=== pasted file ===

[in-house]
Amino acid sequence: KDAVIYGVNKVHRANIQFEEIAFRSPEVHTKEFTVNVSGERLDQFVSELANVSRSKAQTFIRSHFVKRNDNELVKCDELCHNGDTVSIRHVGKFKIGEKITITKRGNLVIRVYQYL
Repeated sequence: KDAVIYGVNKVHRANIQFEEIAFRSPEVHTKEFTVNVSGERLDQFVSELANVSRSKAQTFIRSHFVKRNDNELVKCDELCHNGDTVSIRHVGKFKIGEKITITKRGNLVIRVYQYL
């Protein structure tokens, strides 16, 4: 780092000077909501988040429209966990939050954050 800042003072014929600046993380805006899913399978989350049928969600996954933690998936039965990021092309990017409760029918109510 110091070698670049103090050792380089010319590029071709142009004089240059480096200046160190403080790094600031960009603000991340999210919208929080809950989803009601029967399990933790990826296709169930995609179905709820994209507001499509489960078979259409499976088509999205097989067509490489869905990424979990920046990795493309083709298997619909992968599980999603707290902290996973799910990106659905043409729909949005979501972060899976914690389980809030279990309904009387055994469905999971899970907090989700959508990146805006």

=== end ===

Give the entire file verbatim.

[in-house]
Amino acid sequence: KDAVIYGVNKVHRANIQFEEIAFRSPEVHTKEFTVNVSGERLDQFVSELANVSRSKAQTFIRSHFVKRNDNELVKCDELCHNGDTVSIRHVGKFKIGEKITITKRGNLVIRVYQYL
Repeated sequence: KDAVIYGVNKVHRANIQFEEIAFRSPEVHTKEFTVNVSGERLDQFVSELANVSRSKAQTFIRSHFVKRNDNELVKCDELCHNGDTVSIRHVGKFKIGEKITITKRGNLVIRVYQYL
């Protein structure tokens, strides 16, 4: 780092000077909501988040429209966990939050954050 800042003072014929600046993380805006899913399978989350049928969600996954933690998936039965990021092309990017409760029918109510 110091070698670049103090050792380089010319590029071709142009004089240059480096200046160190403080790094600031960009603000991340999210919208929080809950989803009601029967399990933790990826296709169930995609179905709820994209507001499509489960078979259409499976088509999205097989067509490489869905990424979990920046990795493309083709298997619909992968599980999603707290902290996973799910990106659905043409729909949005979501972060899976914690389980809030279990309904009387055994469905999971899970907090989700959508990146805006």